2019-03-13 by NAHB
If you’re considering a career as a physiotherapist assistant, you could find yourself working with clients who have undergone an amputation and need to learn how to use a prosthetic limb. Working under the supervision of a physiotherapist to help such clients is one example of how you can make a difference in the lives of others as a physiotherapist assistant.
There are many important considerations that go into rehabilitation for people who have had an amputation. Since you could find yourself working with such clients after your training, here are some things to know about physiotherapy and prosthetics.
Clients Should Undergo Physiotherapy Immediately After an Amputation
Ideally, clients should begin their physiotherapy as soon after surgery as possible since any delay will likely make rehabilitation more difficult. For example, if a client has had one leg amputated and is only using crutches to get around, the muscles in the amputated limb will begin to weaken faster than in the non-amputated limb (which is likely still supporting some body weight). This can lead to uneven strength in the two limbs, which in turn can make it more difficult for clients to learn how to walk evenly when they are finally fitted with a prosthetic.
You Can Help Clients Correct Gait Deviation When You Become a Physiotherapist Assistant
A common challenge for people who are learning how to use a lower limb prosthetic is gait deviation. A gait deviation is any variation of a standard walking pattern and it may include slower steps, swaying, and shorter strides. While some gait deviation is normal in such clients, physiotherapy aims to reduce gait deviation as much as possible so that the client can regain limb functionality and live independently.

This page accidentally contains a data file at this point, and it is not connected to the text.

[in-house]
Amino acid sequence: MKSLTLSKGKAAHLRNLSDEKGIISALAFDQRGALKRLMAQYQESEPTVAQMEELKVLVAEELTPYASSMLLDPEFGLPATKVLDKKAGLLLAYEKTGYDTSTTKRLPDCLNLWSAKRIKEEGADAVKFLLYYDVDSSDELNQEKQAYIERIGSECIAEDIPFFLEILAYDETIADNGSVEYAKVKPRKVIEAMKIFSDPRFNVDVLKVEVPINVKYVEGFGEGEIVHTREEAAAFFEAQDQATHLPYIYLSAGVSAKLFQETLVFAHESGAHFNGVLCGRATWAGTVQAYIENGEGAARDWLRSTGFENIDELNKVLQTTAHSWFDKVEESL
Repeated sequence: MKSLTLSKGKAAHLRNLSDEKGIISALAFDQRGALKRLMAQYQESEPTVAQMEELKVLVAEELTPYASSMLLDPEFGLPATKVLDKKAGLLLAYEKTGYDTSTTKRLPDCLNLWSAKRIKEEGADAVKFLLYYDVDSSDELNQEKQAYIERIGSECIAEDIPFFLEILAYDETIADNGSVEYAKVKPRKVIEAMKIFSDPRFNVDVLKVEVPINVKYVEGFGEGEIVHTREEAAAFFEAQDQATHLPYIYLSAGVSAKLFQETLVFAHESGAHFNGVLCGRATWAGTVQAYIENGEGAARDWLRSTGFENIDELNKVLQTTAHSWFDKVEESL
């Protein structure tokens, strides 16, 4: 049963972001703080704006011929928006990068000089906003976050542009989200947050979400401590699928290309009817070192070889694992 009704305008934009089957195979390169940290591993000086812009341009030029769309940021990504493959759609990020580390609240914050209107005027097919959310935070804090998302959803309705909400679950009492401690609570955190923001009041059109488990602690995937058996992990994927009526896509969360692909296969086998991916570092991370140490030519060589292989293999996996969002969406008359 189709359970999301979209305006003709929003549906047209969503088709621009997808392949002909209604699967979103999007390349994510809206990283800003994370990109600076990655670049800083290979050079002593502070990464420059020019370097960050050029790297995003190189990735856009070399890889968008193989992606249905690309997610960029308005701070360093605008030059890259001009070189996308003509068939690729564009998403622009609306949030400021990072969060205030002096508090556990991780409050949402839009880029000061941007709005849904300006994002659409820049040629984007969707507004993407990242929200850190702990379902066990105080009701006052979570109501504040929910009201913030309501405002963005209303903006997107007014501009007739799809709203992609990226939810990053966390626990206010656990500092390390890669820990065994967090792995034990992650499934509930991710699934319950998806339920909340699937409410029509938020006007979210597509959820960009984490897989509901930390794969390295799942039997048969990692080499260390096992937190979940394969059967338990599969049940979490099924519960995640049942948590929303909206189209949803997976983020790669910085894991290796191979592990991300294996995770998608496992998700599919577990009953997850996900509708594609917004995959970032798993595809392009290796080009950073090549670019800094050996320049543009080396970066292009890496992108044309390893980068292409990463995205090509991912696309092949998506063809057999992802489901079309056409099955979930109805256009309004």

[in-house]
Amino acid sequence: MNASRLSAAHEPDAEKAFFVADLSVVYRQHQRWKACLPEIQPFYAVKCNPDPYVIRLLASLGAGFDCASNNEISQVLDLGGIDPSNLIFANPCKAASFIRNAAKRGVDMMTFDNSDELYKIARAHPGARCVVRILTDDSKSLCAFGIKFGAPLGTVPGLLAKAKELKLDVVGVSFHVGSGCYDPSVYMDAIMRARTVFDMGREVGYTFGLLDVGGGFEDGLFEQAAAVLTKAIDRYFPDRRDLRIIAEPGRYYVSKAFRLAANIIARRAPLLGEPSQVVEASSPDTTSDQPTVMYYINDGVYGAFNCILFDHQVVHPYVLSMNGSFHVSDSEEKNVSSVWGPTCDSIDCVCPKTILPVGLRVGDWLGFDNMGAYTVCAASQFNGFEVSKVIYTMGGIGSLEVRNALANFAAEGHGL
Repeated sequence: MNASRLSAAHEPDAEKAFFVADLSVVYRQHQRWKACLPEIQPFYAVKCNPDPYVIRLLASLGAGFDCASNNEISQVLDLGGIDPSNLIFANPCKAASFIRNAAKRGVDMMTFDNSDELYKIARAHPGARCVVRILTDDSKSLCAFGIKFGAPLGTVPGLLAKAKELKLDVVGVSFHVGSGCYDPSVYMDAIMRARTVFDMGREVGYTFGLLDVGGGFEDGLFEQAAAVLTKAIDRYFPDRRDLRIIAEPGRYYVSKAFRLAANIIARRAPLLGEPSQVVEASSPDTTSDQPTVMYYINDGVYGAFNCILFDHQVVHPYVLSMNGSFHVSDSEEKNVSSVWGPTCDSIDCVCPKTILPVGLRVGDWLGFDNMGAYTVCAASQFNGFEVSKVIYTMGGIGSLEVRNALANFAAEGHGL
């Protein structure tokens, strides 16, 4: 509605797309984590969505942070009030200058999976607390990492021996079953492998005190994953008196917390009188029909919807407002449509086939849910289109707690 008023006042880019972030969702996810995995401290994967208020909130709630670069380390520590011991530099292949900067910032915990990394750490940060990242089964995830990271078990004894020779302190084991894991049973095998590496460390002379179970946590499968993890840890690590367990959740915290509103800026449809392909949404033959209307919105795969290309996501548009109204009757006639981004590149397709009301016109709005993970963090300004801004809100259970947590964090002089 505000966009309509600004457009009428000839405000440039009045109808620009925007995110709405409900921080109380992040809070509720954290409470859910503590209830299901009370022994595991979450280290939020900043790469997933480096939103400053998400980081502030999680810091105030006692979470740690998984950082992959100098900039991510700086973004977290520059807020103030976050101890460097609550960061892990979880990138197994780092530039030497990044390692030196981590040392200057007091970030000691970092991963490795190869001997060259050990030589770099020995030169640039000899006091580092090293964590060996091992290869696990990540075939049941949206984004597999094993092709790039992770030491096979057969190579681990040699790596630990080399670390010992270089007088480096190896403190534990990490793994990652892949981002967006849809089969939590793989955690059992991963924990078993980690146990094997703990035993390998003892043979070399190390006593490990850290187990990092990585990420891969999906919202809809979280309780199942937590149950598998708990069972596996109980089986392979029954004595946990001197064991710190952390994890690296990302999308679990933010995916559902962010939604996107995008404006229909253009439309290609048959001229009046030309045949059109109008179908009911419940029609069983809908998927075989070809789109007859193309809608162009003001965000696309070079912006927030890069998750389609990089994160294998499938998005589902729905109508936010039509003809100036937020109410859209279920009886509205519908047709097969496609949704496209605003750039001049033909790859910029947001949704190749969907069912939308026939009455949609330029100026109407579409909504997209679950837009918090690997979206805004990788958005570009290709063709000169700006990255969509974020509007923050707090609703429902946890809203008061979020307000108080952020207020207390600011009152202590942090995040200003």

During physiotherapy assistant training, you’ll learn about kinesiology, which is the study of body movement. This knowledge can be put to use when working under the supervision of a physiotherapist who is helping clients reduce gait deviation. Many factors can complicate gait deviation in clients with prosthetic limbs, including if the prosthesis does not fit comfortably or if the client has complications from diabetes—including nerve damage—that may affect their ability to use a prosthetic device.
For people with lower limb prosthetics, reducing gait deviation is a common challenge
Successful Adaptation to a Prosthetic Requires Ongoing Reassessment by the Physiotherapist
Every person who undergoes an amputation is different, and they will respond and adapt to their prosthetic device differently as well. Throughout the rehabilitation process, the physiotherapist will be assessing and reassessing the client’s recovery plan.
When you become a physiotherapist assistant and interact with clients, you may learn new information that could be of interest to the physiotherapist. The client may mention to you that they’ve moved into a new home that is either more or less accessible or that a family member is no longer able to provide physical at-home support for them. Such changes may create new mobility challenges for the client that a physiotherapy plan will need to address. As such, it’s important to relay the information to the physiotherapist. Communicating such information to the physiotherapist will help them determine whether the client’s plan should be adjusted accordingly.
Are you ready to pursue a meaningful new career?